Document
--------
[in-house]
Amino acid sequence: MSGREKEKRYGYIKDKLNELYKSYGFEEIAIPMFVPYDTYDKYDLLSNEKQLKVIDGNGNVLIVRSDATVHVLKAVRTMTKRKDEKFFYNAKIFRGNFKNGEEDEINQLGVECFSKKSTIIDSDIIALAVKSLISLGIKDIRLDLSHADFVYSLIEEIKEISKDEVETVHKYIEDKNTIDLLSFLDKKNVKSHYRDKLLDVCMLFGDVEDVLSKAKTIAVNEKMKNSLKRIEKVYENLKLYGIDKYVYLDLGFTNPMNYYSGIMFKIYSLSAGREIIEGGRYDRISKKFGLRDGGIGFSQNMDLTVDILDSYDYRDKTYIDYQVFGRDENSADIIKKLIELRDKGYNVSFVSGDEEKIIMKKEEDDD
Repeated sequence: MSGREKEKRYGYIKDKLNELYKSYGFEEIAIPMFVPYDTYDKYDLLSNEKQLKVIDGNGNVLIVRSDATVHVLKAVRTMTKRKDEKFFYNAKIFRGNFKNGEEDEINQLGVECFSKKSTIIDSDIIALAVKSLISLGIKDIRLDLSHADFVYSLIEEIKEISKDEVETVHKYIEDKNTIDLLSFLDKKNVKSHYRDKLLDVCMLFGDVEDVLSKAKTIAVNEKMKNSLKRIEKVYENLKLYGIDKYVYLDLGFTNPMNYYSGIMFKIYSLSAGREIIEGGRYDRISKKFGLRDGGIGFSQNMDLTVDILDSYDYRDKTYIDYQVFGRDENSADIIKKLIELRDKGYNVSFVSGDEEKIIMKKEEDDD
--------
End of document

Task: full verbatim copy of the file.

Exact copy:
[in-house]
Amino acid sequence: MSGREKEKRYGYIKDKLNELYKSYGFEEIAIPMFVPYDTYDKYDLLSNEKQLKVIDGNGNVLIVRSDATVHVLKAVRTMTKRKDEKFFYNAKIFRGNFKNGEEDEINQLGVECFSKKSTIIDSDIIALAVKSLISLGIKDIRLDLSHADFVYSLIEEIKEISKDEVETVHKYIEDKNTIDLLSFLDKKNVKSHYRDKLLDVCMLFGDVEDVLSKAKTIAVNEKMKNSLKRIEKVYENLKLYGIDKYVYLDLGFTNPMNYYSGIMFKIYSLSAGREIIEGGRYDRISKKFGLRDGGIGFSQNMDLTVDILDSYDYRDKTYIDYQVFGRDENSADIIKKLIELRDKGYNVSFVSGDEEKIIMKKEEDDD
Repeated sequence: MSGREKEKRYGYIKDKLNELYKSYGFEEIAIPMFVPYDTYDKYDLLSNEKQLKVIDGNGNVLIVRSDATVHVLKAVRTMTKRKDEKFFYNAKIFRGNFKNGEEDEINQLGVECFSKKSTIIDSDIIALAVKSLISLGIKDIRLDLSHADFVYSLIEEIKEISKDEVETVHKYIEDKNTIDLLSFLDKKNVKSHYRDKLLDVCMLFGDVEDVLSKAKTIAVNEKMKNSLKRIEKVYENLKLYGIDKYVYLDLGFTNPMNYYSGIMFKIYSLSAGREIIEGGRYDRISKKFGLRDGGIGFSQNMDLTVDILDSYDYRDKTYIDYQVFGRDENSADIIKKLIELRDKGYNVSFVSGDEEKIIMKKEEDDD